The Circus

The Circus

P 173-4

18th C

When James Boswell, newly married, was accosted by pretty women in The Strand in London he indulged hmself to the point of paying to "interview" several in order to satisfy his curiosity, as he put it, while managing technically to remain faithful to his young wife.

Some years after her father's death, his daughter Margaret admitted that her father often "exceeded the bounds of temperance" a habit which badly affected his health, sometimes to the point where he was unable to work for a week afterwards. He readily admitted to a friend that he led a dissolute life.

According to Thickness the painter had a total disregard for money and spent freely, to the utter despair of Margaret who, as we know, kept a close eye on all expenditure, not only regarding the household but whenever possible on her husband's business affairs as well. At times Gainsborough was embarrassed to admit that he could not send his sister, Mary Gibbon, money he owed her because he had received nothing in private, meaning funds unknown to Margaret.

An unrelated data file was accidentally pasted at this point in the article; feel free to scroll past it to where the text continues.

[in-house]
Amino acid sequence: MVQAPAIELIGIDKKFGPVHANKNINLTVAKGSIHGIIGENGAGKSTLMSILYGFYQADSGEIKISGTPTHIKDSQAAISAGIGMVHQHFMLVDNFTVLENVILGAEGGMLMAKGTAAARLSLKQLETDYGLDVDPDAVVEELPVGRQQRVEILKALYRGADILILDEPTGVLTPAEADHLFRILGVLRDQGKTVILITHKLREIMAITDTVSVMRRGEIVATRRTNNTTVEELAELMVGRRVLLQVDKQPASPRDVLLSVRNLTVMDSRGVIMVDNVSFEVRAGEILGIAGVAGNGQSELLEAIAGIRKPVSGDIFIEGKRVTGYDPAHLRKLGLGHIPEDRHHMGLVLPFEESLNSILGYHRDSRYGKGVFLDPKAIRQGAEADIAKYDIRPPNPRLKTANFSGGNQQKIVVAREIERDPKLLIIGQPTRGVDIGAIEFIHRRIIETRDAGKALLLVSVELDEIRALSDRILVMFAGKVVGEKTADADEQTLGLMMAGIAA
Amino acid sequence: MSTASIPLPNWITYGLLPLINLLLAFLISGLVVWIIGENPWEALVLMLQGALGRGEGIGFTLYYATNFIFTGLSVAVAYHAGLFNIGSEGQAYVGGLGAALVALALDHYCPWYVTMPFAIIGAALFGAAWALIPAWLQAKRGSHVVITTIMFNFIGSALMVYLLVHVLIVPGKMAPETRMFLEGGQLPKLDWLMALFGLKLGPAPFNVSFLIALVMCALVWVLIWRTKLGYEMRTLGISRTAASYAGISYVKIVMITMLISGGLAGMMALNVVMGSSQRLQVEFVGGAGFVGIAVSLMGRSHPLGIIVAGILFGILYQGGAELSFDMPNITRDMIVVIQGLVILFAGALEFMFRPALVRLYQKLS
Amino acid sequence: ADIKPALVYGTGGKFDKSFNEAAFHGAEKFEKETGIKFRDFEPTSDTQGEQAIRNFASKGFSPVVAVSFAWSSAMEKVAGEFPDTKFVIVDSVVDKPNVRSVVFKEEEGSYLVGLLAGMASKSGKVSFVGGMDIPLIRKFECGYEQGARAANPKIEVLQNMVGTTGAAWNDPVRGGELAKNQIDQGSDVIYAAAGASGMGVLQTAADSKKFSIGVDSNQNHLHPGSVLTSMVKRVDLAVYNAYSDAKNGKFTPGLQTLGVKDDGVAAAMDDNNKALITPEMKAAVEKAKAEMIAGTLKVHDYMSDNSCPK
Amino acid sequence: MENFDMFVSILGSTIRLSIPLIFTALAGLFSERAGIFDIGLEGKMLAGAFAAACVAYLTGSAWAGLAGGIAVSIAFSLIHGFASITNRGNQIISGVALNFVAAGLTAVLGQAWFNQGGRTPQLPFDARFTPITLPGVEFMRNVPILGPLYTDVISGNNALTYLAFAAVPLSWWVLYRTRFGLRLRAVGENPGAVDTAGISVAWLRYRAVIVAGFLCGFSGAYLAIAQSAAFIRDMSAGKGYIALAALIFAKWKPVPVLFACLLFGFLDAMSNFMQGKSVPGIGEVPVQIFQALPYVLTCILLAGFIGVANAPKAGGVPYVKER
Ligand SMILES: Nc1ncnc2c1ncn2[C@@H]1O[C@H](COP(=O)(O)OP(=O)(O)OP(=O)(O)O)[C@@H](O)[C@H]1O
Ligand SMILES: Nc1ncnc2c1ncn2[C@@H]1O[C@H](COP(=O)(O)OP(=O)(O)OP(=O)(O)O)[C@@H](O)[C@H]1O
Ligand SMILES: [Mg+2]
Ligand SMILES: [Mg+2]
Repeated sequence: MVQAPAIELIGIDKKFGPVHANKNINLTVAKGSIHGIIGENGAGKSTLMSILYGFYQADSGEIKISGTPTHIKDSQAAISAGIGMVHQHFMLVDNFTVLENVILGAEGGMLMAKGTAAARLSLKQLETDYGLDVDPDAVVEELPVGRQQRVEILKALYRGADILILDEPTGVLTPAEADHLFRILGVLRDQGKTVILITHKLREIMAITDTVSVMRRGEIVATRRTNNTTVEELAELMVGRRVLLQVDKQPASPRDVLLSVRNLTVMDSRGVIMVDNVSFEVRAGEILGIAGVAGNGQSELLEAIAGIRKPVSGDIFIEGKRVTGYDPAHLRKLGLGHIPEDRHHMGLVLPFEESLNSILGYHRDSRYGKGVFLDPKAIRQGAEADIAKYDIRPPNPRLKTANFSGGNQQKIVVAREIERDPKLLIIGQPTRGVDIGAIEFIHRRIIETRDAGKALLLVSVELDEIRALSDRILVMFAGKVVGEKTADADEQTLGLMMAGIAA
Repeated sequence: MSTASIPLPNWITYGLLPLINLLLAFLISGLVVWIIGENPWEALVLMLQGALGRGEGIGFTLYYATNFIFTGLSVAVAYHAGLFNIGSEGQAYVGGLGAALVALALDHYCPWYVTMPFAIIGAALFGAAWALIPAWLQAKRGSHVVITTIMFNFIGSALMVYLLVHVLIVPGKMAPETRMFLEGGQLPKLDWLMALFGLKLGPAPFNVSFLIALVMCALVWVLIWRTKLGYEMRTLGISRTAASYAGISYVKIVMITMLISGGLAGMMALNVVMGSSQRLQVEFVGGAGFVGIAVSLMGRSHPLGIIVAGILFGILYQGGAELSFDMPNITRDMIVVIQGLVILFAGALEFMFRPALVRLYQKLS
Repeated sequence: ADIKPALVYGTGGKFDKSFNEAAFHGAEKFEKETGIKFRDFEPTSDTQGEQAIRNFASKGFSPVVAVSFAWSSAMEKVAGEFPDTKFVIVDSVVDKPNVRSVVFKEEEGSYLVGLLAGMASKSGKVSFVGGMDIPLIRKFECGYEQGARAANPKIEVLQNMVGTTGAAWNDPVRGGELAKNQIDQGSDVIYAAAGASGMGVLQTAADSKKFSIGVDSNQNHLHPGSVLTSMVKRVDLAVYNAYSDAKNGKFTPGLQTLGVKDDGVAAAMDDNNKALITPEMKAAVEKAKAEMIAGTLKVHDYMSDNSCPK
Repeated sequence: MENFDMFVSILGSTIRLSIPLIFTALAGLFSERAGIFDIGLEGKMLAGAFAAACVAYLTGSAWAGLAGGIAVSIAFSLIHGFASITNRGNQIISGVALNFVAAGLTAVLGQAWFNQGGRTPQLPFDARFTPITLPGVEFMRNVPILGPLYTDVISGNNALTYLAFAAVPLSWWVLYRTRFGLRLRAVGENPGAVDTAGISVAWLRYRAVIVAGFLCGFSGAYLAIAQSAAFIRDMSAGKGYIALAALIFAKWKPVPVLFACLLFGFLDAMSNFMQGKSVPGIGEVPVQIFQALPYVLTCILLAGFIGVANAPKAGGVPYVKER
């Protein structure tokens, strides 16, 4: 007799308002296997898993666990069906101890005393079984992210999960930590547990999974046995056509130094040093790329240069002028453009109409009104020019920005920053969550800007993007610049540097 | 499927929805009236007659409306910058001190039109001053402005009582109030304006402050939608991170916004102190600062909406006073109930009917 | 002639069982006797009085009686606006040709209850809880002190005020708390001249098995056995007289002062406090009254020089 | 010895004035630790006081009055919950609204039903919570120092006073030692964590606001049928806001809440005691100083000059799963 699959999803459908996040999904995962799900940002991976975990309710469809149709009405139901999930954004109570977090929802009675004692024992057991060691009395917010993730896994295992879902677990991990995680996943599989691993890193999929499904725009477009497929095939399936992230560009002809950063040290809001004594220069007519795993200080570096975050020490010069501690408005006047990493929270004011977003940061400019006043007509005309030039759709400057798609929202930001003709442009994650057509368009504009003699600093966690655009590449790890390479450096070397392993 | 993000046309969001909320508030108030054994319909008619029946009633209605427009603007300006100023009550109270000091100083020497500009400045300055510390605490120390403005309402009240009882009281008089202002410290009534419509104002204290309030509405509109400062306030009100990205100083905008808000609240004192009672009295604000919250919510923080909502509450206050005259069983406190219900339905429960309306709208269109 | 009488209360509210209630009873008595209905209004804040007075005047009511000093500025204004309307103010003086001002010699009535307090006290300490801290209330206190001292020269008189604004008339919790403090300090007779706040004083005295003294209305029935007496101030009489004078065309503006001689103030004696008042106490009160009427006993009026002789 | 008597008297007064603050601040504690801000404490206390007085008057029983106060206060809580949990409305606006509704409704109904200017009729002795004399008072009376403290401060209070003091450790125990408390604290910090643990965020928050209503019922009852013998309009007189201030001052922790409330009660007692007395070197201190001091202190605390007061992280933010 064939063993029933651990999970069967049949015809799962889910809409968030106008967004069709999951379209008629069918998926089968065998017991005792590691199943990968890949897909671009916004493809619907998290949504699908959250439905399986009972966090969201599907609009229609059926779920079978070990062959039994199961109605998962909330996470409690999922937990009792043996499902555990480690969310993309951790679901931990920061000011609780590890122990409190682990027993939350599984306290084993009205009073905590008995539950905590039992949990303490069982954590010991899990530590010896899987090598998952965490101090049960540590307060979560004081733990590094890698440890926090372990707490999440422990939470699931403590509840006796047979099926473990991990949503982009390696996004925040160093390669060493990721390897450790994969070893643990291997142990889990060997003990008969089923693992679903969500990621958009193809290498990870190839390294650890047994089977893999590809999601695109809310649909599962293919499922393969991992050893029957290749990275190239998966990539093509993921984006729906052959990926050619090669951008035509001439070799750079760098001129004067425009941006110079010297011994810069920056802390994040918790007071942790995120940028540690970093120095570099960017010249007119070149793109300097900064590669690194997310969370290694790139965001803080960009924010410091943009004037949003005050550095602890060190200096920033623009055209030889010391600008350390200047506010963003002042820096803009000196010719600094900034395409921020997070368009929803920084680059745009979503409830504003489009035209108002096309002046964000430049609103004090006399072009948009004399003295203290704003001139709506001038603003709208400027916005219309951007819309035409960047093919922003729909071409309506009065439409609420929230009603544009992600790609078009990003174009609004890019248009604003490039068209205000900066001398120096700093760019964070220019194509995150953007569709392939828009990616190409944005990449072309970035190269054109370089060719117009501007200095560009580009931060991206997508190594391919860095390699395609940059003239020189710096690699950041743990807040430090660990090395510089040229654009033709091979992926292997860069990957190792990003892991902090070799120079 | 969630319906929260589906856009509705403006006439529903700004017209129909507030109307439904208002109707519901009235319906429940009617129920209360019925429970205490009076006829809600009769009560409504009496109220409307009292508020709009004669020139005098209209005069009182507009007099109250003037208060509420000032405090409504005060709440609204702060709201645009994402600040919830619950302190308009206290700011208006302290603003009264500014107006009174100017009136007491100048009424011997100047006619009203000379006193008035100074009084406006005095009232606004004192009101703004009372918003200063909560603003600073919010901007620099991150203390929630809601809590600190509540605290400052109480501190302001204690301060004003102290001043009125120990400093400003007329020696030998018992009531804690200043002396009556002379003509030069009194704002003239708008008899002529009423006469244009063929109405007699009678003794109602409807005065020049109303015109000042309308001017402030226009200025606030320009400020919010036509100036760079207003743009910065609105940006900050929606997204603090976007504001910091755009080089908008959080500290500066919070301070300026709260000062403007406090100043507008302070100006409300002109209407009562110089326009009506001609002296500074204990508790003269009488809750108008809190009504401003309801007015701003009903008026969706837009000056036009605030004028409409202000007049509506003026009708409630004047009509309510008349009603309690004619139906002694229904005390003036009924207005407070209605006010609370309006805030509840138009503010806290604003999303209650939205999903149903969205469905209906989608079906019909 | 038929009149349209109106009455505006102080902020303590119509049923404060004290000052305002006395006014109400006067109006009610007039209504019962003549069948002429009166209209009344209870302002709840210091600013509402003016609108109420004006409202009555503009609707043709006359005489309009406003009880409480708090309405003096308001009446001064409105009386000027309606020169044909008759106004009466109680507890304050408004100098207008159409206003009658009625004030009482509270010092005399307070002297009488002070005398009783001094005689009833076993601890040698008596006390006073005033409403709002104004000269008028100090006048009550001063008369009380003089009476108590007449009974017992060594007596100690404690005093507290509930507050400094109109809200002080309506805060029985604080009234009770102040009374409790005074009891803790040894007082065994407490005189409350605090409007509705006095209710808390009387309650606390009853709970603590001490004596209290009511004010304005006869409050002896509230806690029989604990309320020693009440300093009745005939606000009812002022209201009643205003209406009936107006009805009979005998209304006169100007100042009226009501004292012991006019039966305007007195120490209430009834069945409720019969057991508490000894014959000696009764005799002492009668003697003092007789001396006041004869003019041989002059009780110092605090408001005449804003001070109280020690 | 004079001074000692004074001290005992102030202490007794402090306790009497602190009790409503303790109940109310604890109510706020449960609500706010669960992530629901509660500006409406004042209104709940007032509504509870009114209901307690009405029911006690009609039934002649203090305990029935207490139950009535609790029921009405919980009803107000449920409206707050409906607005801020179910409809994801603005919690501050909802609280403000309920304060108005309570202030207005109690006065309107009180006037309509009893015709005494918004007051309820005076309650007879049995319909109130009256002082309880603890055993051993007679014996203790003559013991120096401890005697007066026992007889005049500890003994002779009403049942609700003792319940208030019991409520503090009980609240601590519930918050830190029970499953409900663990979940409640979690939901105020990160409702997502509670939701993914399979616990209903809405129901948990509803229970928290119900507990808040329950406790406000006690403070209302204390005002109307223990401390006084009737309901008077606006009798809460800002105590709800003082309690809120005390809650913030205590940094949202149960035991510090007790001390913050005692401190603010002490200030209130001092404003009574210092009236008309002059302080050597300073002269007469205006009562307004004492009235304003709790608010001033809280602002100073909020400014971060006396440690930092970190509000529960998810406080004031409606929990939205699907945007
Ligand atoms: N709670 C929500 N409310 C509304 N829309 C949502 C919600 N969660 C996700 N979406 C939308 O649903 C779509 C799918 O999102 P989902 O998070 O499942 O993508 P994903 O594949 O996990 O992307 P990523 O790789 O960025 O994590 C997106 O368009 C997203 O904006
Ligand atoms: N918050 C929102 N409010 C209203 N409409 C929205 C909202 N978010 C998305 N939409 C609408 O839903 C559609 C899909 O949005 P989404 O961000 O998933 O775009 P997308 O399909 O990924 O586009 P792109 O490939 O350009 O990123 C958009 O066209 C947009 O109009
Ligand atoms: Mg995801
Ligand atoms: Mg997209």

On one occasion Margaret and her daughters travelled by their own coach from London to visit friends in Ipswich, leaving Gainsborough in London. In a letter to Mary Gibbon he made the point that his wife unexpectedly changed her mind about the length of the visit and wrote requiring him to meet them and escort them back to London some days earlier than planned. Gainsborough confessed to his sister that he guessed the real reason for this earlier return was because his wife was unable to trust him when left to live alone in the great city with all its temptations.